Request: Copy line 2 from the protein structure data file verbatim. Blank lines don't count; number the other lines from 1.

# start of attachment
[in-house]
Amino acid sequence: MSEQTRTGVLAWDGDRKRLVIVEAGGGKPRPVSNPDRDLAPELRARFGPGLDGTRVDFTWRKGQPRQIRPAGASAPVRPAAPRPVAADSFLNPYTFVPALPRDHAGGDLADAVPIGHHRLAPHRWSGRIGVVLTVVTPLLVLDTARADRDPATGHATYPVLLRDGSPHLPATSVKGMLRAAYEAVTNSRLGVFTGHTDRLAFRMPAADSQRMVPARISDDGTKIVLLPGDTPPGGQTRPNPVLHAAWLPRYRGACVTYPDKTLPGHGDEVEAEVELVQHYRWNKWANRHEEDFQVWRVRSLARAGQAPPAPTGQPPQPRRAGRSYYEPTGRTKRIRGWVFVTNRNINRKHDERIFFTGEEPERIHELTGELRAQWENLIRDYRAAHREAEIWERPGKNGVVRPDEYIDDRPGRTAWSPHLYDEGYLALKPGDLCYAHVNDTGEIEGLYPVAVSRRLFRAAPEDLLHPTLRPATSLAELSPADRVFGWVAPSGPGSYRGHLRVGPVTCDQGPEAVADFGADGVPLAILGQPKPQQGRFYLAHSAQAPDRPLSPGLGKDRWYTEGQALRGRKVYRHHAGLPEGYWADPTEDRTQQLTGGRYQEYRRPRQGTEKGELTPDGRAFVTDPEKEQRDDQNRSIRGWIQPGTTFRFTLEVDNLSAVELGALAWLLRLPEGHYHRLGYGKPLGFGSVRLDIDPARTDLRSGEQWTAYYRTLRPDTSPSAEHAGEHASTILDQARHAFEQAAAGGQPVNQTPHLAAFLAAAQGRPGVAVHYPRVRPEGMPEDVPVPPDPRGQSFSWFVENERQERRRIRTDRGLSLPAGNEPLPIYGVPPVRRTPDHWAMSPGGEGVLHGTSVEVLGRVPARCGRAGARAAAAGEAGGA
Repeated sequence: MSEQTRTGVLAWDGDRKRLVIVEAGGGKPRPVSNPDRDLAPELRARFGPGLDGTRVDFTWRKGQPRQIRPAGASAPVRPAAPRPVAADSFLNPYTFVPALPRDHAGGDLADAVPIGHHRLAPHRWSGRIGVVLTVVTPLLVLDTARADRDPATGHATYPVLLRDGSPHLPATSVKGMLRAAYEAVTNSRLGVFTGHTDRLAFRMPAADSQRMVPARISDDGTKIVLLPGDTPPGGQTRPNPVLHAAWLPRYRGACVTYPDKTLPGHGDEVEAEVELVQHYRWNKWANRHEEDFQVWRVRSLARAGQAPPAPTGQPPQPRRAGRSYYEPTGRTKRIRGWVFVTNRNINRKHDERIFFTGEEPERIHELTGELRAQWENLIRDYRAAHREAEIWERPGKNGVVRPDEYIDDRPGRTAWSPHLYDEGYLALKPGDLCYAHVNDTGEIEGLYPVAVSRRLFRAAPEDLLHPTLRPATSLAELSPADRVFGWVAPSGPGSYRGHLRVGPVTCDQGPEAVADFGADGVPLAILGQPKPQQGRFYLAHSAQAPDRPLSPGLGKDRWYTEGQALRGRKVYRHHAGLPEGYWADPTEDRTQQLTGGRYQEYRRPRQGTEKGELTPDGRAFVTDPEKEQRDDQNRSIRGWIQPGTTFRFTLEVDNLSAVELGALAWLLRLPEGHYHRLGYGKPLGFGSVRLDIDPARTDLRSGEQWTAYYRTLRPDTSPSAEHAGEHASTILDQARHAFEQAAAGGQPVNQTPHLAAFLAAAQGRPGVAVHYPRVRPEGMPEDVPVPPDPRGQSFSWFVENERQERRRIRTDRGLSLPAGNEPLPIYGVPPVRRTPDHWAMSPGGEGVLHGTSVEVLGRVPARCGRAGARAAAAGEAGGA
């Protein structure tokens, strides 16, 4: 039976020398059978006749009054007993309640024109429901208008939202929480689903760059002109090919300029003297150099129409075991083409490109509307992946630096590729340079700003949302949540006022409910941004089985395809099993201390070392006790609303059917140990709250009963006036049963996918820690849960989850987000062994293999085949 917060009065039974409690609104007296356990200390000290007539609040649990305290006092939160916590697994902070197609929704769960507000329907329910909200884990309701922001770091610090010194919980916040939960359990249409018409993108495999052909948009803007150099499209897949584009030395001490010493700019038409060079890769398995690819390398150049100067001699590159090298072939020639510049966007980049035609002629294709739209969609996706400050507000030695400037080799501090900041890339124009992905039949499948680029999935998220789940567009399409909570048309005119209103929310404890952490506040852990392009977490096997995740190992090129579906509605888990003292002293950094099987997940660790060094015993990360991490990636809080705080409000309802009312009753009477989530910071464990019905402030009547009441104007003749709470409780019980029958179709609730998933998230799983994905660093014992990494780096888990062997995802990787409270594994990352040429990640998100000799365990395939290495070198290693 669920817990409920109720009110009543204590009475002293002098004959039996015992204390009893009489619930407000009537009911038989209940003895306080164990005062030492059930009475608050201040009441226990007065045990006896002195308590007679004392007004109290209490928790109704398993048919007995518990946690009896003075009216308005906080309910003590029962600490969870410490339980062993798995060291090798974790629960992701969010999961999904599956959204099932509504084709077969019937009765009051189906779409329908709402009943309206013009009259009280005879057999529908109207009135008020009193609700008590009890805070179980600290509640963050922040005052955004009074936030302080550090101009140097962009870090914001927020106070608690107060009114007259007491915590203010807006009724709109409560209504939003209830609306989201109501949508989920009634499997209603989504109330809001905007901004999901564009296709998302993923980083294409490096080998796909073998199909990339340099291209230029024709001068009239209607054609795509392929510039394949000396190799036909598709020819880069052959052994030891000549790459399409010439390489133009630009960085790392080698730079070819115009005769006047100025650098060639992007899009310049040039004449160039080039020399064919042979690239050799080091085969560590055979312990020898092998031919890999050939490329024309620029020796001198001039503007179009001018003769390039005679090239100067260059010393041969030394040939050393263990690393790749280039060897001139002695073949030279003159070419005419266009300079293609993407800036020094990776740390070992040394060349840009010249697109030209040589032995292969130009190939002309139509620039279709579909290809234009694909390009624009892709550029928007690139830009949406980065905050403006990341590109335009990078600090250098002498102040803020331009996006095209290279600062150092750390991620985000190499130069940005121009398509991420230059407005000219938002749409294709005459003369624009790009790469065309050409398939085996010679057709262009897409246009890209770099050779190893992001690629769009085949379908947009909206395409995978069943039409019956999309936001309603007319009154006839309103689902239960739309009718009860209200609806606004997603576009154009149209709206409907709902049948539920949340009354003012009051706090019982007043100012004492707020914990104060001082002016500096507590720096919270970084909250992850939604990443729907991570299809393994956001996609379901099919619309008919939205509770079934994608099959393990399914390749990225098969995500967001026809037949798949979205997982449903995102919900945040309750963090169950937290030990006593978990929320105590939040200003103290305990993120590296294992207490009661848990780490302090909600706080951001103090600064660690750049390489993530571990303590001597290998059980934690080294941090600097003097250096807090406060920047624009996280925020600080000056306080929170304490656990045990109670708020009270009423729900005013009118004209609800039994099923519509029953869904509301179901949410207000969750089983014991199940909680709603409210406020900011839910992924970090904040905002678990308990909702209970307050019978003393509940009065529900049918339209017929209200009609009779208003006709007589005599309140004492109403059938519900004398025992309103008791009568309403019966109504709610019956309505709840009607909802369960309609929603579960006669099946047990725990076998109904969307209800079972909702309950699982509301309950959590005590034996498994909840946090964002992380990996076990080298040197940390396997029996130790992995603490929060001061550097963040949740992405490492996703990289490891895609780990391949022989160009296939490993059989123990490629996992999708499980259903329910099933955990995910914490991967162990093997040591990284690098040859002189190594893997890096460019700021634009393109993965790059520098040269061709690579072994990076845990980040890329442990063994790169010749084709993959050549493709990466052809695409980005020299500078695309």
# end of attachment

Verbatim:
Amino acid sequence: MSEQTRTGVLAWDGDRKRLVIVEAGGGKPRPVSNPDRDLAPELRARFGPGLDGTRVDFTWRKGQPRQIRPAGASAPVRPAAPRPVAADSFLNPYTFVPALPRDHAGGDLADAVPIGHHRLAPHRWSGRIGVVLTVVTPLLVLDTARADRDPATGHATYPVLLRDGSPHLPATSVKGMLRAAYEAVTNSRLGVFTGHTDRLAFRMPAADSQRMVPARISDDGTKIVLLPGDTPPGGQTRPNPVLHAAWLPRYRGACVTYPDKTLPGHGDEVEAEVELVQHYRWNKWANRHEEDFQVWRVRSLARAGQAPPAPTGQPPQPRRAGRSYYEPTGRTKRIRGWVFVTNRNINRKHDERIFFTGEEPERIHELTGELRAQWENLIRDYRAAHREAEIWERPGKNGVVRPDEYIDDRPGRTAWSPHLYDEGYLALKPGDLCYAHVNDTGEIEGLYPVAVSRRLFRAAPEDLLHPTLRPATSLAELSPADRVFGWVAPSGPGSYRGHLRVGPVTCDQGPEAVADFGADGVPLAILGQPKPQQGRFYLAHSAQAPDRPLSPGLGKDRWYTEGQALRGRKVYRHHAGLPEGYWADPTEDRTQQLTGGRYQEYRRPRQGTEKGELTPDGRAFVTDPEKEQRDDQNRSIRGWIQPGTTFRFTLEVDNLSAVELGALAWLLRLPEGHYHRLGYGKPLGFGSVRLDIDPARTDLRSGEQWTAYYRTLRPDTSPSAEHAGEHASTILDQARHAFEQAAAGGQPVNQTPHLAAFLAAAQGRPGVAVHYPRVRPEGMPEDVPVPPDPRGQSFSWFVENERQERRRIRTDRGLSLPAGNEPLPIYGVPPVRRTPDHWAMSPGGEGVLHGTSVEVLGRVPARCGRAGARAAAAGEAGGA